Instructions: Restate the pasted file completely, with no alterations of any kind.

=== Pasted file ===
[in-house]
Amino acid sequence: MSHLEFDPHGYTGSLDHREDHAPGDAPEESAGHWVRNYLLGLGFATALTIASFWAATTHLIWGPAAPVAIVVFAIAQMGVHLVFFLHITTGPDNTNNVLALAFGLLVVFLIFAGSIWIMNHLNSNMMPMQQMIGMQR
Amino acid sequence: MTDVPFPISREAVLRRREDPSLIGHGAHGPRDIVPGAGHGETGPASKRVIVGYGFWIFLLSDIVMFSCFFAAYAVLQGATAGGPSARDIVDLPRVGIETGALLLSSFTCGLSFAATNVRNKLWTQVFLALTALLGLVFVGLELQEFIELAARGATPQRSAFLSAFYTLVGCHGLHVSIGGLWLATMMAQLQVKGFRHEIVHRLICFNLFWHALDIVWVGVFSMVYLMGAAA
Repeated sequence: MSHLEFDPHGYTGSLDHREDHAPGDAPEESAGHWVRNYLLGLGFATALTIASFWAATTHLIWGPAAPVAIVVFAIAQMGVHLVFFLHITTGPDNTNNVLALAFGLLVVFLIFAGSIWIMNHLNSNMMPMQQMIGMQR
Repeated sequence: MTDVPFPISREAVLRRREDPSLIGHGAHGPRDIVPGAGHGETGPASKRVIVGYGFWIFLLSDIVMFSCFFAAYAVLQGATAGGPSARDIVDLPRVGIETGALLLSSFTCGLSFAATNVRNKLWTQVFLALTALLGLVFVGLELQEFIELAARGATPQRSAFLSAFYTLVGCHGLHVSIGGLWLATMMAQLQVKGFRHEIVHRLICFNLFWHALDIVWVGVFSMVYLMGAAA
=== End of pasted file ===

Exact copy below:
[in-house]
Amino acid sequence: MSHLEFDPHGYTGSLDHREDHAPGDAPEESAGHWVRNYLLGLGFATALTIASFWAATTHLIWGPAAPVAIVVFAIAQMGVHLVFFLHITTGPDNTNNVLALAFGLLVVFLIFAGSIWIMNHLNSNMMPMQQMIGMQR
Amino acid sequence: MTDVPFPISREAVLRRREDPSLIGHGAHGPRDIVPGAGHGETGPASKRVIVGYGFWIFLLSDIVMFSCFFAAYAVLQGATAGGPSARDIVDLPRVGIETGALLLSSFTCGLSFAATNVRNKLWTQVFLALTALLGLVFVGLELQEFIELAARGATPQRSAFLSAFYTLVGCHGLHVSIGGLWLATMMAQLQVKGFRHEIVHRLICFNLFWHALDIVWVGVFSMVYLMGAAA
Repeated sequence: MSHLEFDPHGYTGSLDHREDHAPGDAPEESAGHWVRNYLLGLGFATALTIASFWAATTHLIWGPAAPVAIVVFAIAQMGVHLVFFLHITTGPDNTNNVLALAFGLLVVFLIFAGSIWIMNHLNSNMMPMQQMIGMQR
Repeated sequence: MTDVPFPISREAVLRRREDPSLIGHGAHGPRDIVPGAGHGETGPASKRVIVGYGFWIFLLSDIVMFSCFFAAYAVLQGATAGGPSARDIVDLPRVGIETGALLLSSFTCGLSFAATNVRNKLWTQVFLALTALLGLVFVGLELQEFIELAARGATPQRSAFLSAFYTLVGCHGLHVSIGGLWLATMMAQLQVKGFRHEIVHRLICFNLFWHALDIVWVGVFSMVYLMGAAA